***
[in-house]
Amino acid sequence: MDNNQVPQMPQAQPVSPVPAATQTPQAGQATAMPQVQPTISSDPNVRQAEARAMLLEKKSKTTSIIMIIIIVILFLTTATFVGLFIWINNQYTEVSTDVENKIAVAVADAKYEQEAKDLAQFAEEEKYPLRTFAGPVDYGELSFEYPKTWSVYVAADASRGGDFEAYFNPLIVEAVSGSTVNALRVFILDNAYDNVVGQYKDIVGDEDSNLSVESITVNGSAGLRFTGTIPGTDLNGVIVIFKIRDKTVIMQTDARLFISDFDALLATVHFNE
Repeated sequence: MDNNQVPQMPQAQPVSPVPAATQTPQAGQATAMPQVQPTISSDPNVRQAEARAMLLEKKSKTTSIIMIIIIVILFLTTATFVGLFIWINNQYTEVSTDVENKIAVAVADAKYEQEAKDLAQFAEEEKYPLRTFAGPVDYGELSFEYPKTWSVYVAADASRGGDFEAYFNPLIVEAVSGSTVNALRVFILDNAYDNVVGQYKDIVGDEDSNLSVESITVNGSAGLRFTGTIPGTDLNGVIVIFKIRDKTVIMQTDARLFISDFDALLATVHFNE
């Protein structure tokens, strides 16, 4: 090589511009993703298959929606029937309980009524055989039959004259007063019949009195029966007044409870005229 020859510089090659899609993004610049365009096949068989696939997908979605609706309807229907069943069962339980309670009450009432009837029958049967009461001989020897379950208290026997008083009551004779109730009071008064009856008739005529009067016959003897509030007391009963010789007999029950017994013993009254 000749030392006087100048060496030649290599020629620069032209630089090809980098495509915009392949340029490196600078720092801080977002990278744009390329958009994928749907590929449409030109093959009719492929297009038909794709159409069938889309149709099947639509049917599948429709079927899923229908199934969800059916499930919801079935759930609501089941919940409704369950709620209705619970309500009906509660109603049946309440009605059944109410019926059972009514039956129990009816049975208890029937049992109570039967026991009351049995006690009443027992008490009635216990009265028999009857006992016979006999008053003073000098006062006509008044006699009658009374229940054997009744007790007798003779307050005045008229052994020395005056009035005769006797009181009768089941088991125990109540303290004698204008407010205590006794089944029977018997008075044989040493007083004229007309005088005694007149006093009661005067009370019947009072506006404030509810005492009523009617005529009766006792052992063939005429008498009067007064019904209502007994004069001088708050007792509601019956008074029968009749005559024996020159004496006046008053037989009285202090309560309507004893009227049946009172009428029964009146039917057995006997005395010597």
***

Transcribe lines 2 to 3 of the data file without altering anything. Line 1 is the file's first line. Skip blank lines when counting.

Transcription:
Amino acid sequence: MDNNQVPQMPQAQPVSPVPAATQTPQAGQATAMPQVQPTISSDPNVRQAEARAMLLEKKSKTTSIIMIIIIVILFLTTATFVGLFIWINNQYTEVSTDVENKIAVAVADAKYEQEAKDLAQFAEEEKYPLRTFAGPVDYGELSFEYPKTWSVYVAADASRGGDFEAYFNPLIVEAVSGSTVNALRVFILDNAYDNVVGQYKDIVGDEDSNLSVESITVNGSAGLRFTGTIPGTDLNGVIVIFKIRDKTVIMQTDARLFISDFDALLATVHFNE
Repeated sequence: MDNNQVPQMPQAQPVSPVPAATQTPQAGQATAMPQVQPTISSDPNVRQAEARAMLLEKKSKTTSIIMIIIIVILFLTTATFVGLFIWINNQYTEVSTDVENKIAVAVADAKYEQEAKDLAQFAEEEKYPLRTFAGPVDYGELSFEYPKTWSVYVAADASRGGDFEAYFNPLIVEAVSGSTVNALRVFILDNAYDNVVGQYKDIVGDEDSNLSVESITVNGSAGLRFTGTIPGTDLNGVIVIFKIRDKTVIMQTDARLFISDFDALLATVHFNE